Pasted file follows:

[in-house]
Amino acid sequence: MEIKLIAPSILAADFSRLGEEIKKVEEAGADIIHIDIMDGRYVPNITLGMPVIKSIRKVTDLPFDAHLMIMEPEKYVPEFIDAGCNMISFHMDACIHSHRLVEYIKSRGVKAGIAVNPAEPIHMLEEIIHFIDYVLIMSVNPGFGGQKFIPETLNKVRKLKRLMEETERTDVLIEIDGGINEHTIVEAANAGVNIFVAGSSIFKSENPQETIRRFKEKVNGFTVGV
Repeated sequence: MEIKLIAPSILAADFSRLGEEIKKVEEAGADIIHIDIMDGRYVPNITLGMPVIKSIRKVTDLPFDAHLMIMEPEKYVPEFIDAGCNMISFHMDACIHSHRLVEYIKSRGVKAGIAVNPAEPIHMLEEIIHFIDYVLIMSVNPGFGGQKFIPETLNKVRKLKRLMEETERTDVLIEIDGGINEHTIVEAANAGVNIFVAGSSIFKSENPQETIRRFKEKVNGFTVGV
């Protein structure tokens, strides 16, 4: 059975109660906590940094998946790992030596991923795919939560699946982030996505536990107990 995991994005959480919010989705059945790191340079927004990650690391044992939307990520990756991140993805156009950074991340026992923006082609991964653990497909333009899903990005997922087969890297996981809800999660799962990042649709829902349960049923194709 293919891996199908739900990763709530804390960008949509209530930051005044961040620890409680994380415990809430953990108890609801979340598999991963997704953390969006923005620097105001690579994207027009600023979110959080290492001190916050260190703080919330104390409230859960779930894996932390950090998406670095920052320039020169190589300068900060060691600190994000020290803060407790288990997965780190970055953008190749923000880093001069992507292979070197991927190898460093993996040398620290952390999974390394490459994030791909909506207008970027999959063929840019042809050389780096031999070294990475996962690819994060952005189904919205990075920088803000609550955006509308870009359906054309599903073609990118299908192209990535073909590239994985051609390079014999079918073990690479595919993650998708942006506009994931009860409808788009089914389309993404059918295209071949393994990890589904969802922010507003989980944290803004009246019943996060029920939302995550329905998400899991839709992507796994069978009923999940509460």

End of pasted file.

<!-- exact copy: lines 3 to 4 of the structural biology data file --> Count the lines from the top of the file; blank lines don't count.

Repeated sequence: MEIKLIAPSILAADFSRLGEEIKKVEEAGADIIHIDIMDGRYVPNITLGMPVIKSIRKVTDLPFDAHLMIMEPEKYVPEFIDAGCNMISFHMDACIHSHRLVEYIKSRGVKAGIAVNPAEPIHMLEEIIHFIDYVLIMSVNPGFGGQKFIPETLNKVRKLKRLMEETERTDVLIEIDGGINEHTIVEAANAGVNIFVAGSSIFKSENPQETIRRFKEKVNGFTVGV
């Protein structure tokens, strides 16, 4: 059975109660906590940094998946790992030596991923795919939560699946982030996505536990107990 995991994005959480919010989705059945790191340079927004990650690391044992939307990520990756991140993805156009950074991340026992923006082609991964653990497909333009899903990005997922087969890297996981809800999660799962990042649709829902349960049923194709 293919891996199908739900990763709530804390960008949509209530930051005044961040620890409680994380415990809430953990108890609801979340598999991963997704953390969006923005620097105001690579994207027009600023979110959080290492001190916050260190703080919330104390409230859960779930894996932390950090998406670095920052320039020169190589300068900060060691600190994000020290803060407790288990997965780190970055953008190749923000880093001069992507292979070197991927190898460093993996040398620290952390999974390394490459994030791909909506207008970027999959063929840019042809050389780096031999070294990475996962690819994060952005189904919205990075920088803000609550955006509308870009359906054309599903073609990118299908192209990535073909590239994985051609390079014999079918073990690479595919993650998708942006506009994931009860409808788009089914389309993404059918295209071949393994990890589904969802922010507003989980944290803004009246019943996060029920939302995550329905998400899991839709992507796994069978009923999940509460």